Financial regulators subject banks to stress tests to see if they have enough capital to withstand sharp downturns.
Now America is being subject to a stress test to see if it has enough strength to withstand Donald Trump’s treacherous campaign to discredit the 2020 presidential election.
Trump will lose because there’s no evidence of election fraud. But the integrity of thousands of people responsible for maintaining American democracy is being tested as never before.
Tragically, most elected Republicans are failing the test by refusing to stand up to Trump. Their cowardice is one of the worst betrayals of public trust in the history of our republic.
The only dissenting notes are coming from Republicans who are retiring at the end of the year or don’t have to face voters for several years, such as Sens. Mitt Romney of Utah and Ben Sasse of Nebraska.
Silent Republicans worry that speaking out could invite a primary challenge. But democracy depends on moral courage. These silent profiles in cowardice don’t deserve to be reelected.
Here’s the good news. The vast majority of lower-level Republican officeholders are passing the stress test, many with distinction.
Take for example Chris Krebs, who led the Department of Homeland Security’s cybersecurity agency and on Nov. 17 refuted Trump’s claims of election fraud, saying the claims “have been unsubstantiated or are technically incoherent.”
Trump fired Krebs that afternoon. Krebs’ response: “Honored to serve. We did it right.”
Another example is Brad Raffensperger, Georgia’s Republican secretary of state who oversaw the election there and describes himself as “a Republican through and through and never voted for a Democrat.” Raffensperger is defending Georgia’s vote for Biden, rejecting Trump’s accusations of fraud. On Nov. 20, he certified that Biden won the state.
Raffensperger spurned overtures from Trump quisling Lindsey Graham, who asked if Raffensperger could toss out all mail-in votes from counties with high rates of questionable signatures. And Raffensperger dismissed demands from Georgia’s two incumbent Republican senators, Kelly Loeffler and David Perdue (both facing runoffs after tougher-than-anticipated races) that he resign.
“This office runs on integrity,” Raffensperger says, “and that’s what voters want to know, that this person’s going to do his job.”
Raffensperger has received death threats from people inflamed by Trump’s allegations. He’s not the only one. Election officials in Nevada, Michigan, Pennsylvania and Arizona are also reporting threats. But they’re not giving in to them.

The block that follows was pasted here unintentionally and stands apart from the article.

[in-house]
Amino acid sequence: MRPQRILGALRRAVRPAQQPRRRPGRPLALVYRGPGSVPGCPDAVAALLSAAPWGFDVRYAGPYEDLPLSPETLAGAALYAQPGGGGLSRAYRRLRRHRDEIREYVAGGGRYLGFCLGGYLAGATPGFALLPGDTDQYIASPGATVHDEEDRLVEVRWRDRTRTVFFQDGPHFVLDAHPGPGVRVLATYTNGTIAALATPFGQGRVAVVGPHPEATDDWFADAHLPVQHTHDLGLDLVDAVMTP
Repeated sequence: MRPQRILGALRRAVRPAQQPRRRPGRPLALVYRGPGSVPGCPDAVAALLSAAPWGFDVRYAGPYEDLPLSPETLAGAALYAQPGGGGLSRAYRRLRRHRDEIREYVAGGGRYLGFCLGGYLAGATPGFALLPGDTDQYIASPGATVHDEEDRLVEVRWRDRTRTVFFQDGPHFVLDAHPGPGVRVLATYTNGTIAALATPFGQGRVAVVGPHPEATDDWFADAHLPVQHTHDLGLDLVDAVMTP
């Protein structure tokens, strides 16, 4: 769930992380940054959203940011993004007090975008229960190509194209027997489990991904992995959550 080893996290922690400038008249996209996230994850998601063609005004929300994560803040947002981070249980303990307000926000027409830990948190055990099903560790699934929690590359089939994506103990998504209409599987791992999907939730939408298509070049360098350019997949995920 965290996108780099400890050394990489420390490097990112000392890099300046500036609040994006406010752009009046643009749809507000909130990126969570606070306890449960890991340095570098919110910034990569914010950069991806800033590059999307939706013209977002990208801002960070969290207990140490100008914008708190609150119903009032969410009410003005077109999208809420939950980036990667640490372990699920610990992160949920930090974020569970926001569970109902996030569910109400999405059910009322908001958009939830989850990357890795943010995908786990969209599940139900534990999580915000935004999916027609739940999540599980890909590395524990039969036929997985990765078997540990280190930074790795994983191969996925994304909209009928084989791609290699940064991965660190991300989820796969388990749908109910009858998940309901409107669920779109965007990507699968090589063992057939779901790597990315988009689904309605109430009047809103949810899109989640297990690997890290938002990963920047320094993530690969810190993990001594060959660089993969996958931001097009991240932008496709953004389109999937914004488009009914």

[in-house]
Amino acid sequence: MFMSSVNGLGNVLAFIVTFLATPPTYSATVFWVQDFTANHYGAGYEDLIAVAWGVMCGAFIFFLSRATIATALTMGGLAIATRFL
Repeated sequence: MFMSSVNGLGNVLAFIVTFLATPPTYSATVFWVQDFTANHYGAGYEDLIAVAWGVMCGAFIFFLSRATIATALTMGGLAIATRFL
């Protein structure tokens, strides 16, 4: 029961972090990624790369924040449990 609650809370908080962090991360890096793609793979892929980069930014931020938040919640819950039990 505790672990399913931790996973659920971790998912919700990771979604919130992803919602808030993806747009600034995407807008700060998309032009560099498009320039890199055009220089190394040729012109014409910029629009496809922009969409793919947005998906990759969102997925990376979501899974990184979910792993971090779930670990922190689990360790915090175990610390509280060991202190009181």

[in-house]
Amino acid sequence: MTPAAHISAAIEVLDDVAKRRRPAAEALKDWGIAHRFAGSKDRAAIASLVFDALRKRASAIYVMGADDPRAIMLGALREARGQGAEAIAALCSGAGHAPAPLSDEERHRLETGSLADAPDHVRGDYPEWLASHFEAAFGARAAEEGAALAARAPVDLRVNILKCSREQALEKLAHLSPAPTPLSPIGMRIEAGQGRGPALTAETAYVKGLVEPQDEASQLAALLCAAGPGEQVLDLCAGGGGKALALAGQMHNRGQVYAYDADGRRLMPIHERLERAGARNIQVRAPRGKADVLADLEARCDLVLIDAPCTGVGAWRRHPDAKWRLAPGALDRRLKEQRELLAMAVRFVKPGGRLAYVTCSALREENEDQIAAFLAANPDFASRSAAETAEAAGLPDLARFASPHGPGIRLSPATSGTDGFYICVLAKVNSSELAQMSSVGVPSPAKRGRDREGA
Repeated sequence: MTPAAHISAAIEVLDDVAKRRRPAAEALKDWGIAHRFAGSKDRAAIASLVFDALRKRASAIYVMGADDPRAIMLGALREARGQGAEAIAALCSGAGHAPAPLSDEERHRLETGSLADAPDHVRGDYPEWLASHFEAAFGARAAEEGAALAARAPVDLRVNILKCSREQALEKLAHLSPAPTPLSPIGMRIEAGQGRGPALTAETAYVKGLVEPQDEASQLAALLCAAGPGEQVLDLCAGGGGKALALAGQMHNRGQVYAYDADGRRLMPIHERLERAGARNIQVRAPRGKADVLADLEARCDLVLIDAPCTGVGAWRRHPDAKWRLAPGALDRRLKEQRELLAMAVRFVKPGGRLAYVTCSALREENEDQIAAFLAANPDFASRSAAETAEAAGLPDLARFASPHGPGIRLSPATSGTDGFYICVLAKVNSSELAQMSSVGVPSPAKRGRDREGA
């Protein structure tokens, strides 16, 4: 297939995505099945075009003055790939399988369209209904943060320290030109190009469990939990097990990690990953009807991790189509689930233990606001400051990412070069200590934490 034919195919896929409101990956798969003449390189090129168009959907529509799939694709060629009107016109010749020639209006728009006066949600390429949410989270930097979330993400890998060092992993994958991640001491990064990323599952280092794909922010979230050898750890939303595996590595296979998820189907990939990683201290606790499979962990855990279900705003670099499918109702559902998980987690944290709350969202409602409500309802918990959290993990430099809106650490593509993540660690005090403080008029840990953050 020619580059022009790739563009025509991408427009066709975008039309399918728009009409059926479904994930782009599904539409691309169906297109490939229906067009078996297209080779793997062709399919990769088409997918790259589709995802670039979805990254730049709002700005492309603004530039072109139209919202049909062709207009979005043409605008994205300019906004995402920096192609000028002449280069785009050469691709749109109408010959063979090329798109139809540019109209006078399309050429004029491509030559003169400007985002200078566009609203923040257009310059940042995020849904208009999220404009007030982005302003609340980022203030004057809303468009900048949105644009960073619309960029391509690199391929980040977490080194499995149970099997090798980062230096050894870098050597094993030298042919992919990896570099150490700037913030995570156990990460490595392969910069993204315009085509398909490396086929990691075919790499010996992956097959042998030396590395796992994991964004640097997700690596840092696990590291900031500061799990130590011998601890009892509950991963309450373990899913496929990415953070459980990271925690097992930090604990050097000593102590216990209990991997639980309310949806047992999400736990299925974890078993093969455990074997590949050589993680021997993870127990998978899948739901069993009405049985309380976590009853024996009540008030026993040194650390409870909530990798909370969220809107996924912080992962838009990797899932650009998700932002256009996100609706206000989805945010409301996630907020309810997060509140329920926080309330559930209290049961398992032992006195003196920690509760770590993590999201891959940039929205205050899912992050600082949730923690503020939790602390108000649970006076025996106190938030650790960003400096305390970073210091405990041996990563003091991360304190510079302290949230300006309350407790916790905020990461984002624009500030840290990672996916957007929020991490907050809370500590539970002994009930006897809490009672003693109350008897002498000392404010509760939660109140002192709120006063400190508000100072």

While we’re at it, let’s not forget all the other public officials who have been stress-tested during Trump’s repugnant presidency and passed honorably.
I’m referring to public health officials unwilling to lie about COVID-19, military leaders unwilling to back Trump’s threats against Black Lives Matter protesters, inspectors general unwilling to cover up Trump corruption, U.S. foreign service officers unwilling to lie about Trump’s overtures to Ukraine, intelligence officials unwilling to bend their reports to suit Trump, and Justice Department attorneys refusing to participate in Trump’s obstructions of justice.
If you think it easy to do what they did, think again. Some of them lost their jobs. Many were demoted. A few have been threatened with violence. They’ve risked all this to do what’s morally right in an America poisoned by Trump, who has no idea what it means to do what’s morally right.
That’s ultimately what this Trump stress test is all about — a test of moral integrity.
Even though House and Senate Republicans have failed that test, American democracy has enough officials who are passing it that democracy will survive.
But the fact that Trump’s attempted coup won’t succeed doesn’t make it any less damaging and dangerous. A new poll from Monmouth University finds 77 percent of Trump supporters believe Biden’s win was due to fraud — a claim, I should emphasize again, backed by zero evidence.
Which means the stress test won’t be over when Joe Biden is sworn in as president on Jan. 20. In the years ahead we’ll continue to depend on the integrity of thousands of unsung heroes to do their duty in the face of threats to their livelihoods and perhaps their lives.
Meanwhile, American democracy will continue to be endangered by House and Senate Republicans who lack the moral courage to do what’s right.
Robert Reich, former U.S. Secretary of Labor, is professor of public policy at the University of California at Berkeley and the author of “The System: Who Rigged It, How We Fix It.” He wrote this column for Tribune News Service.
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